5 o’clock dinner. 6 o’clock bath time. 7 o’clock stories and bed.
It’s been like that, pretty much, for the last four years. Not exactly like clockwork, but not a kick in the arse of it. We have these magic numbers in the back of our heads when we make plans. Miss L likes routine and Baby P has known nothing else. But what about me? Is forever looking at my watch, frantically trying to stay one step ahead at all times, making me a bit dull?
Routine was a new word for me when I became a Mum. It was the word. It’s what you’re told is the ultimate goal. Strangers question you about whether you have one yet. ‘Experts’ preach the benefits of them. Other Mums seem to have brilliant ones, magic ones, ones that worked miracles. Without one you’re an oddity.
I wanted to rebel, to tell people that I didn’t need one. That I flew by the seat of my mummy pants. But, really, I wanted one. You see I believe that children respond well to them, Miss L certainly does. I’ve told you about her traits before, and a big part of her is her craving for a plan, needing to know what every second of every day will hold.
And so we slipped into having one, it worked, we stuck with it.
But does having a routine mean that, by definition, you lose your spontaneity? Hell, I’ve sea kayaked through Costa Rican caves, potholed in Wales and walked up Table Mountain without a bra on. I wouldn’t recommend that. Especially on a hot day, with a hangover and only half a bottle of water. It seemed like a good idea at the time but we hadn’t read the guidebook and imagined it would a gentle stroll that’d clear our fuzzy heads.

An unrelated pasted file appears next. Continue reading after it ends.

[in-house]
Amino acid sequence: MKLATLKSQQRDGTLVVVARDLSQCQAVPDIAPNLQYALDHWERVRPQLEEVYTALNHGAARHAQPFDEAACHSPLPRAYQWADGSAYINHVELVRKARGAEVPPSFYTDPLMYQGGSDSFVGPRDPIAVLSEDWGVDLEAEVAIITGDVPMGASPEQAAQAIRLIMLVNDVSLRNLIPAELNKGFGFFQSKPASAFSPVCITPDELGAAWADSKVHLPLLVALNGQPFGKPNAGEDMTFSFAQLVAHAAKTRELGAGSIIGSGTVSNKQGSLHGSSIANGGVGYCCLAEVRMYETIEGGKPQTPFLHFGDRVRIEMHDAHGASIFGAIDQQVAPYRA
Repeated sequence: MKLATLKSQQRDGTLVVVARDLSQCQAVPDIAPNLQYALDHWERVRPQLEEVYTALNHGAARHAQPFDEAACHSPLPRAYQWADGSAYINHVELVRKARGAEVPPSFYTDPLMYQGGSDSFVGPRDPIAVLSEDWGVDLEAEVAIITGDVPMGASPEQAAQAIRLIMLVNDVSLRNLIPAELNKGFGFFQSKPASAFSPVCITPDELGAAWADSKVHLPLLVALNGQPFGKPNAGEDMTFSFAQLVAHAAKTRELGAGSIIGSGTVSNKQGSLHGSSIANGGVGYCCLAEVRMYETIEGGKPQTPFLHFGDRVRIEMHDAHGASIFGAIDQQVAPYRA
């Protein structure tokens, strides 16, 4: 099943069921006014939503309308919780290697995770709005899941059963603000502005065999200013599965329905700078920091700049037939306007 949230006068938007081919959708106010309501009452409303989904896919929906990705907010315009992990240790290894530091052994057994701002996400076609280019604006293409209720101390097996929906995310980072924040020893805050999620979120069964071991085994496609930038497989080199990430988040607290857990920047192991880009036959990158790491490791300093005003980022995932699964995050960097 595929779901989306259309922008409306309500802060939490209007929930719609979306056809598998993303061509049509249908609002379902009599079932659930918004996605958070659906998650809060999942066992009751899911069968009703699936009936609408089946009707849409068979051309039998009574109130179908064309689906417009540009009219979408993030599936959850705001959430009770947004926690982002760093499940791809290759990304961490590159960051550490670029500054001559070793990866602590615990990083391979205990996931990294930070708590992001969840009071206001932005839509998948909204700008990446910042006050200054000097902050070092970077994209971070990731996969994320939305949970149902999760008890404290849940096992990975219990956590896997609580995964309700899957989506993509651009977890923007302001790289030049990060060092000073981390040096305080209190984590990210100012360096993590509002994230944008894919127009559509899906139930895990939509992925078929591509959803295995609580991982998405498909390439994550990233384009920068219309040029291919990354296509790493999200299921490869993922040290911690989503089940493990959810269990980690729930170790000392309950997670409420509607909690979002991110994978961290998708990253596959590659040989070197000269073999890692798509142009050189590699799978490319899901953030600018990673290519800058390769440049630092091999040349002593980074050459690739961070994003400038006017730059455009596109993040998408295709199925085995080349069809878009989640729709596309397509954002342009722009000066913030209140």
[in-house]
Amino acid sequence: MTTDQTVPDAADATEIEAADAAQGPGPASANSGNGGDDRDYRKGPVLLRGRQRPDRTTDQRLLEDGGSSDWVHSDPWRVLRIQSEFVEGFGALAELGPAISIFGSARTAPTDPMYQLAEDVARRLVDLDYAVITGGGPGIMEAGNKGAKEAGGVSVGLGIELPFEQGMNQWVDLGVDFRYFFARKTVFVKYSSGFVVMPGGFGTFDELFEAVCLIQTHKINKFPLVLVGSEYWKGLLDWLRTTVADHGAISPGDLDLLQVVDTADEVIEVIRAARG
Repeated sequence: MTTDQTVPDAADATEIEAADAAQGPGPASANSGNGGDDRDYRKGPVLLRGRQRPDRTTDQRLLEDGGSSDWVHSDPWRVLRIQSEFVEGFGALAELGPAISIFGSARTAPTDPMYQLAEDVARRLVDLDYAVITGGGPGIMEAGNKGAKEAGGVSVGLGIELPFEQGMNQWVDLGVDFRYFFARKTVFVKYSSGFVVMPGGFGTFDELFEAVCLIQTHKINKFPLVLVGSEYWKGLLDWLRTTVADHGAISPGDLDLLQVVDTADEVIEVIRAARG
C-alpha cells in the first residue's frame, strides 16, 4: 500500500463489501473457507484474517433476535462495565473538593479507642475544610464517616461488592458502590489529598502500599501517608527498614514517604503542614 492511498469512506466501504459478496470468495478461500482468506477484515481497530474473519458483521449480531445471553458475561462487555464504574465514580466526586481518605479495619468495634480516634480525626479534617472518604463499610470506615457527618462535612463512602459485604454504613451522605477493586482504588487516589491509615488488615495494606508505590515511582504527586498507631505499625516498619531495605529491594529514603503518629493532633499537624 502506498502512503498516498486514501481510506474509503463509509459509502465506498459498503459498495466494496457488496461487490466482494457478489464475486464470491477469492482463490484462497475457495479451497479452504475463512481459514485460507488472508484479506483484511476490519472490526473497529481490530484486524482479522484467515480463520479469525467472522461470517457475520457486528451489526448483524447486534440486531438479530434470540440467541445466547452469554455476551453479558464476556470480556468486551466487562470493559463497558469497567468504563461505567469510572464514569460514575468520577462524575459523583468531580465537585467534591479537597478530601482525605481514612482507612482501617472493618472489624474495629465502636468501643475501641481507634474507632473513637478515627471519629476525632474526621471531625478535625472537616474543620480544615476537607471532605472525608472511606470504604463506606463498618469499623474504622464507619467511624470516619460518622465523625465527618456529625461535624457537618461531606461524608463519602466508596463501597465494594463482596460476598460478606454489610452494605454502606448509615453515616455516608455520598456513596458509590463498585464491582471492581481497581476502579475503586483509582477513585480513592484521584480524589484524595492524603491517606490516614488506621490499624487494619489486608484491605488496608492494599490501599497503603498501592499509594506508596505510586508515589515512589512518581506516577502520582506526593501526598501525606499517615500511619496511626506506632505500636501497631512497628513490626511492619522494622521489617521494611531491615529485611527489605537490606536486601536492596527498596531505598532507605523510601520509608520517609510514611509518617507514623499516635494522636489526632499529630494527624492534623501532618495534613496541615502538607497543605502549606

I have no desire to start throwing myself out of a plane but equally I don’t like feeling that I couldn’t if I wanted to.
This week, feeling a little oppressed by the routine, I called the boy and told him to go to the swimming pool instead of coming straight home. Instead of having dinner together we all went for a swim together. Hardly wild I know, but it showed me that we don’t have to be bound by routine all the time. That it does you good to break habits. The children survived on bread sticks for dinner and no bath.
I’ve no doubt I’m easier to please the older I get. I crave simple things; peace, time, rest. And there are things that I used to do as a matter of course, dead normal stuff, that I miss.
Falling asleep when I’m tired. Not when I know I should go to bed as I’ve got to get up in six hours. Or just in case someone wakes me in the night.
Eating when I’m hungry. Just opening the fridge and eating when I want. Without hiding it from view. Without interruption or questioning. Actually, it’s more than that. It’s buying and eating the food that I want to eat, not what’ll cause least fussing or time to cook heat.
Leaving the house when I want, quickly. No throwing together a bag with stuff I may need for the journey, snack-bars, raisins or water bottles. Just open the door and walk out.
I’m fed up looking at my watch. It’s not even like it makes me on time, I’m still late. Last week I had a meeting with someone I’d not met before and I was on time. When I met him the first thing I shouted out, grinning like a fool, was ‘I was on time.’ He congratulated me and offered to leave me for another five minutes so I could enjoy my special moment a bit longer.
Maybe I should just take my watch off for a week and see how I get on. Or keep mixing it up a bit and read stories before bath time. Now that’s just crazy chat.